"The current situation is untenable"

For the renowned Egyptian journalist and writer Mansoura Ez-Eldin, the revolution of 2011 provided literary fodder for essays, short stories and now a new novel. Arian Fariborz spoke with her in Cairo

By Arian Fariborz

Your novella "Gothic Night", recently published in English translation, reads like dark fiction in the Orwellian vein. Some readers see the story as an allegory of being unable to escape the clutches of a dictatorship and draw parallels to the political situation in Egypt on the eve of the revolution. Do you agree with this interpretation?

Mansoura Ez-Eldin: In this short story, there is not only one way of seeing things but multiple viewpoints and possible interpretations. In "Gothic Night", I wanted to show how people lose control of their destiny. The novella also reveals the break-off of communication between two people. The inspiration for this story came to me in a nightmare I had a few years ago in which I encountered a big black giant in a cloak running around the streets and pointing at people, who then disappeared. When I awoke with a start, I had the feeling that the dream reflected our lives, that we can simply vanish or die from one moment to the next. It revealed human vulnerability to me.

The story is about two cities. In one of them lives a giant who is blind and who takes away people's ability to see. The other city is on a mountain rising above a stormy sea, and the people there have to continually struggle not to fall into the water. It's all about the constant fight for survival and the omnipresence of death.

Of course, "Gothic Night" can be read as an allegory of dictatorship: I had in mind a society suffering under tyranny and gradually threatening to suffocate. I wrote the story two weeks before the revolution in Egypt, and at that time I indeed had the feeling of slowly suffocating. I had no hope left for the future of our country. My new novel, "Emerald Mountain", which came out in Arabic two months ago, takes up part of this novella, albeit in a different context.

Demonstrators on Tahrir Square in Cairo on 8 February 2011 (photo: AP)
In the early days of the 2011 revolution in Egypt, Mansoura Ez-Eldin was convinced that "we as individuals and as a people could take our destiny into our own hands and change our country and the world". Three years on, the author feels that the current situation is untenable "because all the problems and injustices that already existed before the revolution exist again today"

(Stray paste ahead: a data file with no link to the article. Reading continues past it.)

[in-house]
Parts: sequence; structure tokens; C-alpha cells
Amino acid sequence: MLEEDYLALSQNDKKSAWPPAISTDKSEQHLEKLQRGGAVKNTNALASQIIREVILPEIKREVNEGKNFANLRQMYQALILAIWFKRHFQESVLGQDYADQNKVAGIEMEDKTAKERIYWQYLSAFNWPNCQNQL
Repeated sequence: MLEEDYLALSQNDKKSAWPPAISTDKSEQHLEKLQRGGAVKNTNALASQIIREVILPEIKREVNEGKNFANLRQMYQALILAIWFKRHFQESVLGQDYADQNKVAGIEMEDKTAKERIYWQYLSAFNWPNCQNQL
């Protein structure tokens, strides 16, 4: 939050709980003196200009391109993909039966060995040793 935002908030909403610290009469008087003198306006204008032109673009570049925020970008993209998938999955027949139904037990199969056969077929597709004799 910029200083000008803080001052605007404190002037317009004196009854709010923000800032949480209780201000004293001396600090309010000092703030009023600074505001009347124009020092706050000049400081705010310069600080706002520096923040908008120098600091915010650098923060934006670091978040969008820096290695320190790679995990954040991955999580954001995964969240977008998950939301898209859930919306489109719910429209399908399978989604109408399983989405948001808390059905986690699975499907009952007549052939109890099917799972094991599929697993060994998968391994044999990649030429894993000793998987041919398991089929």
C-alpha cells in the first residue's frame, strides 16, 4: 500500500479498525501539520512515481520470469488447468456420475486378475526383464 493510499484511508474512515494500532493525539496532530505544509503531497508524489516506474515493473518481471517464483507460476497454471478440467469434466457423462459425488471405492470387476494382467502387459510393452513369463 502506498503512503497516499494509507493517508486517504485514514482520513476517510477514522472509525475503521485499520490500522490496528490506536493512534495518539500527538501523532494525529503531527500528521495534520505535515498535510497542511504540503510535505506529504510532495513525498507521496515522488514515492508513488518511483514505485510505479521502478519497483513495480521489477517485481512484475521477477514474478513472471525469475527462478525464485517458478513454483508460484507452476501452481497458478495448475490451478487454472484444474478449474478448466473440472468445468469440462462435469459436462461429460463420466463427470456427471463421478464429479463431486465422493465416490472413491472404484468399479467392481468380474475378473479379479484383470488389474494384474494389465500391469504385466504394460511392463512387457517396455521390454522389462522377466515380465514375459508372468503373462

The Egyptian revolution and the overthrow of the Mubarak system wrested you away from your desk. You went to Tahrir Square in Cairo almost daily to demonstrate with millions of other Egyptians for freedom and democracy. What was your personal experience of the upheaval?

Ez-Eldin: Before the beginning of the revolution, I was in a state of despair. I no longer seriously believed that real change could happen in view of all the repression and the torture scandals such as the case of the activist Khaled Said in 2010. I had the feeling that we were living in a slaughterhouse and not in a state that respects the law and personal rights. But then there were finally some signs that things were changing.

Before 25 January 2011 I was not very politically active, as I generally had no interest in politics. I thought it was all a farce: there was no real opposition and Orwellian conditions prevailed. Everything was a sham, and even the politicians' declarations of their intent had absolutely no truth to them. The revolution therefore seemed like a miracle to me. On the evening of 25 January, I found myself in tears. When I then finally took part in the demonstrations, I suddenly felt very strong as an individual. I was convinced that we as individuals and as a people could take our destiny into our own hands and change our country and the world. I naturally got involved in the revolution mainly because of my daughter, who was eight years old at the time, because I wanted her to live in a better country than I had up until then.

The turning point for me was 28 January 2011, the "Day of Rage". Some friends and I had taken part in a demonstration against Mubarak that began in the Amr Ibn al-Aas mosque. It was a peaceful protest, but the police responded from the very first minute with all-out brutality and violence. Tear gas and rubber bullets were fired at the protesters. It was a very violent day, and I noticed how that affected me very profoundly and enraged me. I felt an almost personal enmity against the regime and this oppression rise up in me.